Jan 20 2013
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Qatari bank asset quality set to improve
Qatar's rapid loan growth has been well above the average in the region. It has been more or less matched by deposit growth, to a large extent public sector, but loans/deposits ratios are gradually creeping up.
A further downside to rapid growth is the concentration of risk that may increase sharply-although risk is mitigated by government backing for the largest corporates and the major infrastructure projects in Qatar.
While this may prove an attractive opportunity for existing Islamic banks, there is little sign to date of any negative impact on the conventional banks.
Some funding pressure is likely for banks, apart from Qatar National Bank (QNB), that already have loans/customer deposits ratios have 100 percent.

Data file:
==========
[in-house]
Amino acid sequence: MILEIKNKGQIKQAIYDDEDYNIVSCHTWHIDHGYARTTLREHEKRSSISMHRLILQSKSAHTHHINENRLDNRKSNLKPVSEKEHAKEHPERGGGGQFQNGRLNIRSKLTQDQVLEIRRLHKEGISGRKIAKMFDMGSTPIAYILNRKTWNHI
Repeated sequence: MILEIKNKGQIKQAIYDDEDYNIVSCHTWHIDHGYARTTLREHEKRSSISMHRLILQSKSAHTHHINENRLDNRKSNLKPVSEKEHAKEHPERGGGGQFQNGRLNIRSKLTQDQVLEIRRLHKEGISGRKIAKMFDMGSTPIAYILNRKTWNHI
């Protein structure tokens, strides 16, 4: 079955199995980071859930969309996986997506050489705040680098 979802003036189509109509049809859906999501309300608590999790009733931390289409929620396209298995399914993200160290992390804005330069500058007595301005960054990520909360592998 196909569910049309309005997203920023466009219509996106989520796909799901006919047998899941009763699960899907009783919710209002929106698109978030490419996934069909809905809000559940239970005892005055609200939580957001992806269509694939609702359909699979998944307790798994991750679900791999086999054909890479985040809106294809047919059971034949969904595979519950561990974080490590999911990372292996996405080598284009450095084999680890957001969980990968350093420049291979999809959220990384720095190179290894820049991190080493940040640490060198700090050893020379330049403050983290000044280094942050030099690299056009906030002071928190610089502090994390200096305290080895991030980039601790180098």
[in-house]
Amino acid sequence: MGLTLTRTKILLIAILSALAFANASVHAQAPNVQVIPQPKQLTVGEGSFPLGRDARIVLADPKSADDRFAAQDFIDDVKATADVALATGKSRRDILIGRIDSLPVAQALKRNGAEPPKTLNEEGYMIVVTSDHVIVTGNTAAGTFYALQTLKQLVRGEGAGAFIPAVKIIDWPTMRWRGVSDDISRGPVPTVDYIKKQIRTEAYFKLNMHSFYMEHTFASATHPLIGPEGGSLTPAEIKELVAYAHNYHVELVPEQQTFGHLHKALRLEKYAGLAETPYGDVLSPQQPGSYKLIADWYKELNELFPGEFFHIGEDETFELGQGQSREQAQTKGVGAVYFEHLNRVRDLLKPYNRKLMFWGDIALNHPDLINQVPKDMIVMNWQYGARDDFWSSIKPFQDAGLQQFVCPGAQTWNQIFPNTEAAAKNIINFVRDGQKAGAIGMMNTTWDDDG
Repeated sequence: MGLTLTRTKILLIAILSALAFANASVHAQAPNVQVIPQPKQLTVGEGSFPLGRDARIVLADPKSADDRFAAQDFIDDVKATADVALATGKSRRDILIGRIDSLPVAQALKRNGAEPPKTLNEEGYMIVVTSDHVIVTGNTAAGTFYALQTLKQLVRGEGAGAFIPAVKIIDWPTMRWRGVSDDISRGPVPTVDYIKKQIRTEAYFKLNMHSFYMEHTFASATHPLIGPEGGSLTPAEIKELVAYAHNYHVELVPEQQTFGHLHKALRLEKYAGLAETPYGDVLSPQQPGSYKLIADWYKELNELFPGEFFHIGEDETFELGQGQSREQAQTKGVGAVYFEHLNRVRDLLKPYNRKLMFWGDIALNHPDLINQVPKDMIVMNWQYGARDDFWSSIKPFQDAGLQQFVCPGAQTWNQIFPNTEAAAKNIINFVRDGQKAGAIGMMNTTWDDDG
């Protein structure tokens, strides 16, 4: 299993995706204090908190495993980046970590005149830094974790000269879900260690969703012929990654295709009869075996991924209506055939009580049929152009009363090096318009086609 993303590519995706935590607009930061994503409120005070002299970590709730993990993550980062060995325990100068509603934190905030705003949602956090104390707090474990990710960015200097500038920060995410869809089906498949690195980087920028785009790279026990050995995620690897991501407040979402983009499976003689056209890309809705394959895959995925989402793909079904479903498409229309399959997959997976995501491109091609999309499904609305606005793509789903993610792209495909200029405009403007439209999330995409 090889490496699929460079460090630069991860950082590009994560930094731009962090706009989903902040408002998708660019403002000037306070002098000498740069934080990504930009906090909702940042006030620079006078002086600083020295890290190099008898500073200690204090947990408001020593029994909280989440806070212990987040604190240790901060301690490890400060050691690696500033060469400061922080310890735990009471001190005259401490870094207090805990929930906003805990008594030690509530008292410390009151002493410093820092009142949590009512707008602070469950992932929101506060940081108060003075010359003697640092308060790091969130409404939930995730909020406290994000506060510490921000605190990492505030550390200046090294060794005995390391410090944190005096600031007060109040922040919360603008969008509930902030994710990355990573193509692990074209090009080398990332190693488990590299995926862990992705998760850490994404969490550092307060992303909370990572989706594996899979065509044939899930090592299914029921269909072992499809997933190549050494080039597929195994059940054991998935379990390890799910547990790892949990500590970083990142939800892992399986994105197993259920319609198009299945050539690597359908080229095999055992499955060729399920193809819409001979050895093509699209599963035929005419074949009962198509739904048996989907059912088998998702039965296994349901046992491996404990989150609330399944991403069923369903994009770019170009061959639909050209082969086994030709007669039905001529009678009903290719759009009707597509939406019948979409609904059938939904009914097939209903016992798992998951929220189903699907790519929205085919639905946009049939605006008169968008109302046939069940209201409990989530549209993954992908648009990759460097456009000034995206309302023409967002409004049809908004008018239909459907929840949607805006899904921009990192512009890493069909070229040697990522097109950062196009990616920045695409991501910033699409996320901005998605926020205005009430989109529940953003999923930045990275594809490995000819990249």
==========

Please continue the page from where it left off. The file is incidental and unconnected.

Government spending should feed through into increased customer deposits, but rapid loan growth could exceed deposit growth in the future. Liquidity is currently reasonable, reflecting large holdings of liquid assets including Qatari government securities, but could come under strain due to lengthening loan maturities.
However, in light of past liquidity support for the banks, support from the authorities is likely to remains strong. Banks which have issued in the international debt markets have been able to do so at relatively modest pricing. Capital ratios remain sound, but could be eroded as loan books expand.
According to the Fitch Outlook, banks in the Gulf region are set to see a gradual improvement in profitability on rising fee income and lower impairment charges this year.. The ratings agency said the outlook for most banks in the GCC/Middle East region was stable, largely driven by the probability of sovereign support.
Fitch said it expects loan growth to increase in 2013, as confidence improves and infrastructure projects come on stream, stimulating the local economies. But the agency also warned that much also depends on the global economy and regional unrest.
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